We have a dual membership which is quite unique. There is a world of local government associations and there is another world of civil society associations and we match them. Within our governance we have our own mission. Our governing board is composed of half of civil society organizations and half of local government representatives.
Where was this formula particularly successful in bridging concerns?
I have plenty of stories and anecdotes but I would like to quote our work in the Balkans where we have brought together the local democracy agencies. These are part of the permanent work we do in crucial parts of the Balkans where this reconnection between local authorities and civil society made changes like the one in the city of Mostar possible where our office also created a reunion of the 2 parts of the cities. We also launched great initiatives in Gdansk, Poland with its mayor, the late Pawel Adamovich, supporting the concept of citizen engagement. This dialogue between civil society and local government produced a substantial change in Gdansk that helped to overcome the big economic and social problems they had. These are only 2 examples out of the many such experiences we got.
EU enlargement with Balkan countries seems to be back on the table as a positive side effect of the war in Ukraine. How was your organization received over there?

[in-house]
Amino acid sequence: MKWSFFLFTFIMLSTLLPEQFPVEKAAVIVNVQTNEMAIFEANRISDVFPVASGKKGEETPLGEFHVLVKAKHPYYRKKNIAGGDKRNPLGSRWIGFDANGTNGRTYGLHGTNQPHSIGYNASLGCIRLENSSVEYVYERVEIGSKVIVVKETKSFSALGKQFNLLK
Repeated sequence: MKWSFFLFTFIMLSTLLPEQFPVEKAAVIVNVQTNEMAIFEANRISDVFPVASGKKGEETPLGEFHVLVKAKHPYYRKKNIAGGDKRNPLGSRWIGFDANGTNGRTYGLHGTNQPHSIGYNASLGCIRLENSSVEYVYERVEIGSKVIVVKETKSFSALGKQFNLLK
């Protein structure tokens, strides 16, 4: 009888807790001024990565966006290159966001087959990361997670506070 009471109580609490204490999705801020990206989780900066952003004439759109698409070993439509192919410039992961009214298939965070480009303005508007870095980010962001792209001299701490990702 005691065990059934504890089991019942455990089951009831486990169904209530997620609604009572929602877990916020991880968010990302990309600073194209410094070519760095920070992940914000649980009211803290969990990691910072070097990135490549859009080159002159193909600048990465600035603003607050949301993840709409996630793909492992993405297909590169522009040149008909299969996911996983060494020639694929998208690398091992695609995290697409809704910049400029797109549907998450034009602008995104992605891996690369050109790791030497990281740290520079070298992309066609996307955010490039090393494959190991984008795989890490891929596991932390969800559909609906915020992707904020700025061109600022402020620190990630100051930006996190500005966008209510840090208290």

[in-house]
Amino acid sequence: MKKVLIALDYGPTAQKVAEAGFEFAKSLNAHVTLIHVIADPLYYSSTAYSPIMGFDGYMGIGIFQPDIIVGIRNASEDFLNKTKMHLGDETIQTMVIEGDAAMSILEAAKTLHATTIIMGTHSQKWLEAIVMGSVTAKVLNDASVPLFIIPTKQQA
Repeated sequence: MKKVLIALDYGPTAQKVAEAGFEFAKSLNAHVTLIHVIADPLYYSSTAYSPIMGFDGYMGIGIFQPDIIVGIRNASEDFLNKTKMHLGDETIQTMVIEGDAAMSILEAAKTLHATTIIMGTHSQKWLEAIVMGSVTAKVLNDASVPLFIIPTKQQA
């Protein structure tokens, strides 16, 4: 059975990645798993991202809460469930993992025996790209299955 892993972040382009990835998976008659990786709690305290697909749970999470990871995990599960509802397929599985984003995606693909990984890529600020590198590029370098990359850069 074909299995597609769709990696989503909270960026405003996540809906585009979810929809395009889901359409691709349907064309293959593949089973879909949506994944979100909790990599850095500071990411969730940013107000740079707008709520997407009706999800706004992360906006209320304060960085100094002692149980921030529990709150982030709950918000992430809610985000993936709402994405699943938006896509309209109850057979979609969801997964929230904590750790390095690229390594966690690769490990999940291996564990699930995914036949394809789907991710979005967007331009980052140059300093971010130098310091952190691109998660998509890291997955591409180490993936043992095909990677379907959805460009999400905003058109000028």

In the Balkans, we were not received. They are an organic part of us. It is not that we, as Europeans, proposed and they followed. They are part of our membership.
Of course the EU lost many momentums to consolidate peace and to consolidate change in the Balkans. ALDA has been present in the Balkans with its members since the end of the war. We are speaking of 1994, 1995, 1996. We then accompanied local democracy agencies which used to be a program of the CoE and in a follow up we created ALDA. Through the whole reconciliation process, the post war situation and then also with the EU summit of Thessaloniki in 2003 where Romano Prodi opened the accession process, we have been accompanying these communities towards the accession process but of course the situation there is very critical because the EU lost many momentums where it should have done political steps. This is not someone’s fault only. It is probably an error in the design of the process. In ALDA we have the political stance that the Balkan should be part of the EU. For them and for us because if this remains an empty space which is in the middle of Europe it is going to be occupied by other people, other ideologies, other economic sectors as it is happening today. The Balkan is not entirely lost for Europe. I think we should pay particular attention to give voice to and to reconnect with those communities which can still be connected to the EU and the EU project. So ALDA is trying to remain there and to invest more. We, with ALDA, have approved a revised strategy with more presence in the Balkans looking for more members, investing in community engagement, enhanced relationships with the EU through different projects and activities.